There's really no need to ever get to your desktop either, as all you have to do is open a new Finder window, and navigate to the desktop in that window. Much easier than trying to get things out of the way.

That brings us to the point about not having a messy desktop. I have a downloads folder at the root level of my home folder, and that's where things go. I can get to that in the sidebar of any Finder window. Now I do have a slew of folders on my desktop for current projects or things I either go to frequently or have there before they are moved.

You really don't need anything on your desktop. Don't put anything on there, and then hide your drive icons.

That's my take on the subject.

---
G4/Digital Audio/1GHz, 1 GB, Mac OS X 10.4.9 • www.david-schwab.com • www.myspace/davidschwab • www.imanicoppola.net



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Cheap and RAM-frugal desktop hiding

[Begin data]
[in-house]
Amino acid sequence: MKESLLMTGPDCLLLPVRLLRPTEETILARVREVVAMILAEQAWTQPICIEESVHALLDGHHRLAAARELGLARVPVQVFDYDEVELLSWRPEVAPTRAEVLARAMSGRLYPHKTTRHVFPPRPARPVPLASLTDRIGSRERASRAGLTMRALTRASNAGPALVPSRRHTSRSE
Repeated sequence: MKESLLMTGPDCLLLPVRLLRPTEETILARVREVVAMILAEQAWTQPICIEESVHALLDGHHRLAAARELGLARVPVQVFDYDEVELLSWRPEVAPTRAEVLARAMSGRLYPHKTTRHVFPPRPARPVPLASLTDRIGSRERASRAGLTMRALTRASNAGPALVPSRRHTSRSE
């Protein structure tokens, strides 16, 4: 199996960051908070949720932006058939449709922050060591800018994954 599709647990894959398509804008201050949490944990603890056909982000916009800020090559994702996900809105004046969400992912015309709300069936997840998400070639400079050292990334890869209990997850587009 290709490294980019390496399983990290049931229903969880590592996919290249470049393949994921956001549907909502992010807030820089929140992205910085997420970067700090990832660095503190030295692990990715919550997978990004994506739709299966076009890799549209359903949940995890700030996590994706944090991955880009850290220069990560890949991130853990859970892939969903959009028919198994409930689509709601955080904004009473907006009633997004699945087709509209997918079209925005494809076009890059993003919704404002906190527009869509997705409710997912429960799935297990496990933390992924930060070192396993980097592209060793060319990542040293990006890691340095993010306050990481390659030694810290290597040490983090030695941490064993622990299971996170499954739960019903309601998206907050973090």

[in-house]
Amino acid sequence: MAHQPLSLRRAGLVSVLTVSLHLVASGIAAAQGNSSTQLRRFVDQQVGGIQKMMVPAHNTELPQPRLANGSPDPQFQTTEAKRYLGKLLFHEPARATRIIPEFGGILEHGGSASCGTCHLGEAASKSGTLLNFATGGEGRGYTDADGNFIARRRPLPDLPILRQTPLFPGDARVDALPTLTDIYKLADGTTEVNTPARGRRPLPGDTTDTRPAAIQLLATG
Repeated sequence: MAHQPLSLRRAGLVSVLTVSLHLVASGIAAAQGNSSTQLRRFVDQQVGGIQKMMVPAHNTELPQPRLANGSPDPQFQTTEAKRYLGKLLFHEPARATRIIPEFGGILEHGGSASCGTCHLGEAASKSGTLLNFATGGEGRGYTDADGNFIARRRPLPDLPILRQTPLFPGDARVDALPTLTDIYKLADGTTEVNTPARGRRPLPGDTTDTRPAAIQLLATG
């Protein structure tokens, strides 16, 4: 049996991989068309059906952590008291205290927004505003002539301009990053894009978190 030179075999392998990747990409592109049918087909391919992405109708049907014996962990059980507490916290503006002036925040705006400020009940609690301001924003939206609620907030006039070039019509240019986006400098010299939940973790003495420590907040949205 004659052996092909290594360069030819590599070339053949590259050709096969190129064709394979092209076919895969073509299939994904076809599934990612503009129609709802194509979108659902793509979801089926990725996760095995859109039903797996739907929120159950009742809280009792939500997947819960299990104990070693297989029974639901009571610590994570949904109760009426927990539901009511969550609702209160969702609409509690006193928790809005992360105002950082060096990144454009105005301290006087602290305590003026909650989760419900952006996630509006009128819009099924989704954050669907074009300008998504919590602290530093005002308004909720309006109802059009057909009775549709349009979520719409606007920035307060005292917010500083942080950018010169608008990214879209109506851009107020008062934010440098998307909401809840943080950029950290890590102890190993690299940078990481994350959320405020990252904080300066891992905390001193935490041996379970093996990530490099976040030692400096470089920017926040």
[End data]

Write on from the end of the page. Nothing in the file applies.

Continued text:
Authored by: gostcoder on Apr 18, '07 11:04:27AM
Or you could just quit the Finder and save even more RMA. Use the AppleScript:
Tell application "Finder" to quit
Better yet, use TinkerTool and TransparentDock to add the "Quit" menu item to the Finder and the Dock. When you want your desktop back, just click the Finder in the Dock and it will start up again.

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Cheap and RAM-frugal desktop hiding
Authored by: mahakali on Apr 19, '07 02:23:33AM

Agree. If you want to hide your desktop picture and set it to display a certain color, customize your current setting's desktop background color then use this script:

tell application "Finder"
	set desktop picture to alias "path:to:transparent.png"
	quit
end tell

To revert

tell application "Finder"
	activate
	set desktop picture to alias "path:to:original:desktop:picture"
end tell


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Cheap and RAM-frugal desktop hiding
Authored by: mahakali on Apr 19, '07 02:25:37AM

Of course, you need to have a transparent icon (png or gif).